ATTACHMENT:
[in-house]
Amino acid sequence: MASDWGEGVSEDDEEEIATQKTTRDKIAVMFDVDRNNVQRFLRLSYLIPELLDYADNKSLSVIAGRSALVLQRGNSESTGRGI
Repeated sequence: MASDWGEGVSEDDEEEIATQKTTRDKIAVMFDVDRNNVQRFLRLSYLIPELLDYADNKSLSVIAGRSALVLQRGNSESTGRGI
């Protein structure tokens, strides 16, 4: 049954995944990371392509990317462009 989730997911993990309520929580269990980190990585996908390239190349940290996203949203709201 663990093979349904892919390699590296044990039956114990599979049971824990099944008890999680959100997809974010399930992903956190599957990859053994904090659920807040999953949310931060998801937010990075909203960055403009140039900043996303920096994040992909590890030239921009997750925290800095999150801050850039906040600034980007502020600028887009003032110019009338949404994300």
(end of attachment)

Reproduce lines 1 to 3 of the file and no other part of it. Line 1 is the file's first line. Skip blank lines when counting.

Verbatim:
[in-house]
Amino acid sequence: MASDWGEGVSEDDEEEIATQKTTRDKIAVMFDVDRNNVQRFLRLSYLIPELLDYADNKSLSVIAGRSALVLQRGNSESTGRGI
Repeated sequence: MASDWGEGVSEDDEEEIATQKTTRDKIAVMFDVDRNNVQRFLRLSYLIPELLDYADNKSLSVIAGRSALVLQRGNSESTGRGI